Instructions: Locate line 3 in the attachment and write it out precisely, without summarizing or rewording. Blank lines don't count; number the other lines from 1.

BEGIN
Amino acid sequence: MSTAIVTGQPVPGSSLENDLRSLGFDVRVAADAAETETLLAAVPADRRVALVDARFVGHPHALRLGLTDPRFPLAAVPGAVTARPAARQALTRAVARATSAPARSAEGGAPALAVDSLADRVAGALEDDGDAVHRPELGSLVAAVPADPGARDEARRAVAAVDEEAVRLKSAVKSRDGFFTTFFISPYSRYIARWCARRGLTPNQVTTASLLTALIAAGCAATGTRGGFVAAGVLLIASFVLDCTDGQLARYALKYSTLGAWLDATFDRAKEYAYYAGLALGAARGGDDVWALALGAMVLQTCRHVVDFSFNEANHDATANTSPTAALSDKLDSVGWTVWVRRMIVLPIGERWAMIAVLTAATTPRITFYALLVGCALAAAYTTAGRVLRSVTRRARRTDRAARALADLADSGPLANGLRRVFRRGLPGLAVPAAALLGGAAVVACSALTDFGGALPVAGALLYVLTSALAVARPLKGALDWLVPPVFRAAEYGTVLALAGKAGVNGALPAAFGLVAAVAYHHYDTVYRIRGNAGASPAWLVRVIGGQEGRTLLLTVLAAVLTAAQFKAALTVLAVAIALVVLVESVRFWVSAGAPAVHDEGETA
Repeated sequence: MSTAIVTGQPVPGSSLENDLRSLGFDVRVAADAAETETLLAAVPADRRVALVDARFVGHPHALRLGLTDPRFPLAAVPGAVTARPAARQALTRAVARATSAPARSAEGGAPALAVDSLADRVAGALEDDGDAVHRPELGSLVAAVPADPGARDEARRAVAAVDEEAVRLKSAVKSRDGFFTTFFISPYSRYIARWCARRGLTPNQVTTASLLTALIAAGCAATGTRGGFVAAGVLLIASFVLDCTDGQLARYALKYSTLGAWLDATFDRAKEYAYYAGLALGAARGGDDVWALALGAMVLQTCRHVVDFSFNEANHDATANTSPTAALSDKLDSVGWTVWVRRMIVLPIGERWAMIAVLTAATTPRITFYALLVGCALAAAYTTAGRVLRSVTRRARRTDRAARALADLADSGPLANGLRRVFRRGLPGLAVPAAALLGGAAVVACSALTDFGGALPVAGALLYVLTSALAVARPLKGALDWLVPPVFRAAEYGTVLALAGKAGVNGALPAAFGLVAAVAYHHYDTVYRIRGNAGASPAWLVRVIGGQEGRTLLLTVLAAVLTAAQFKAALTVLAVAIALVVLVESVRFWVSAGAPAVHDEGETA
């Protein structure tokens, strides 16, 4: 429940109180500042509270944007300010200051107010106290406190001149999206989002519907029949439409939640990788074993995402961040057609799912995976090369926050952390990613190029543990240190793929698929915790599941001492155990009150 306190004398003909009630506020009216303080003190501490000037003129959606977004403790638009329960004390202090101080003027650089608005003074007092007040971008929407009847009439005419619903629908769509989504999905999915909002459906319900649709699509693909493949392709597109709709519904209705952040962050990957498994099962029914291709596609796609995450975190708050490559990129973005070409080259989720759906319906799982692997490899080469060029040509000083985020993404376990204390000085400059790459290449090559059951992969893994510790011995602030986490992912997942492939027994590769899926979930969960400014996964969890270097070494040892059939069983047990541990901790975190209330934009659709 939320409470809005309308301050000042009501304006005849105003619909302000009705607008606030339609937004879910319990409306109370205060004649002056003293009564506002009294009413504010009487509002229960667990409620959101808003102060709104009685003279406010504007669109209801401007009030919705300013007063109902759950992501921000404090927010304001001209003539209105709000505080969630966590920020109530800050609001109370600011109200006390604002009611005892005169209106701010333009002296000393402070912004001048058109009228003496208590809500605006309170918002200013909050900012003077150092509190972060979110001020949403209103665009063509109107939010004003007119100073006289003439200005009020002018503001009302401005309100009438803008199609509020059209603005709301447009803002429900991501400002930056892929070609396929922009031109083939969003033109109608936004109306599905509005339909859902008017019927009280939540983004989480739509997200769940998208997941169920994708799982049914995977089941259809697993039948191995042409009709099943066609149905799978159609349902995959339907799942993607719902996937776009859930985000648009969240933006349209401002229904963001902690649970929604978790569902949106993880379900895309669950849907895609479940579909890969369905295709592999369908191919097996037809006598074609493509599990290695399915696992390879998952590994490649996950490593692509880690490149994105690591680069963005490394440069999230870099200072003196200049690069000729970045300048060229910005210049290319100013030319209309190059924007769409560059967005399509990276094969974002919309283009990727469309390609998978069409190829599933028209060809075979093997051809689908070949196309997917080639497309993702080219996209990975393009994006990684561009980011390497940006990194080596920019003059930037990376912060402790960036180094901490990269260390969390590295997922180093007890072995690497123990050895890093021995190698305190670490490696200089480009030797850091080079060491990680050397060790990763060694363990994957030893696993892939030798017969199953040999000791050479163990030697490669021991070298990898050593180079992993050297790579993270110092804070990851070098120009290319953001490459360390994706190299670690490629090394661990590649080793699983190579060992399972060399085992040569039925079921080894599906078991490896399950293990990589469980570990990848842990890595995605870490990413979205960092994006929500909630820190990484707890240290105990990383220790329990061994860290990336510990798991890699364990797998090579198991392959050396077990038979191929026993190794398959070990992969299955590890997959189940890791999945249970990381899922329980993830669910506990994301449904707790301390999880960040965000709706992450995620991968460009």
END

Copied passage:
């Protein structure tokens, strides 16, 4: 429940109180500042509270944007300010200051107010106290406190001149999206989002519907029949439409939640990788074993995402961040057609799912995976090369926050952390990613190029543990240190793929698929915790599941001492155990009150 306190004398003909009630506020009216303080003190501490000037003129959606977004403790638009329960004390202090101080003027650089608005003074007092007040971008929407009847009439005419619903629908769509989504999905999915909002459906319900649709699509693909493949392709597109709709519904209705952040962050990957498994099962029914291709596609796609995450975190708050490559990129973005070409080259989720759906319906799982692997490899080469060029040509000083985020993404376990204390000085400059790459290449090559059951992969893994510790011995602030986490992912997942492939027994590769899926979930969960400014996964969890270097070494040892059939069983047990541990901790975190209330934009659709 939320409470809005309308301050000042009501304006005849105003619909302000009705607008606030339609937004879910319990409306109370205060004649002056003293009564506002009294009413504010009487509002229960667990409620959101808003102060709104009685003279406010504007669109209801401007009030919705300013007063109902759950992501921000404090927010304001001209003539209105709000505080969630966590920020109530800050609001109370600011109200006390604002009611005892005169209106701010333009002296000393402070912004001048058109009228003496208590809500605006309170918002200013909050900012003077150092509190972060979110001020949403209103665009063509109107939010004003007119100073006289003439200005009020002018503001009302401005309100009438803008199609509020059209603005709301447009803002429900991501400002930056892929070609396929922009031109083939969003033109109608936004109306599905509005339909859902008017019927009280939540983004989480739509997200769940998208997941169920994708799982049914995977089941259809697993039948191995042409009709099943066609149905799978159609349902995959339907799942993607719902996937776009859930985000648009969240933006349209401002229904963001902690649970929604978790569902949106993880379900895309669950849907895609479940579909890969369905295709592999369908191919097996037809006598074609493509599990290695399915696992390879998952590994490649996950490593692509880690490149994105690591680069963005490394440069999230870099200072003196200049690069000729970045300048060229910005210049290319100013030319209309190059924007769409560059967005399509990276094969974002919309283009990727469309390609998978069409190829599933028209060809075979093997051809689908070949196309997917080639497309993702080219996209990975393009994006990684561009980011390497940006990194080596920019003059930037990376912060402790960036180094901490990269260390969390590295997922180093007890072995690497123990050895890093021995190698305190670490490696200089480009030797850091080079060491990680050397060790990763060694363990994957030893696993892939030798017969199953040999000791050479163990030697490669021991070298990898050593180079992993050297790579993270110092804070990851070098120009290319953001490459360390994706190299670690490629090394661990590649080793699983190579060992399972060399085992040569039925079921080894599906078991490896399950293990990589469980570990990848842990890595995605870490990413979205960092994006929500909630820190990484707890240290105990990383220790329990061994860290990336510990798991890699364990797998090579198991392959050396077990038979191929026993190794398959070990992969299955590890997959189940890791999945249970990381899922329980993830669910506990994301449904707790301390999880960040965000709706992450995620991968460009």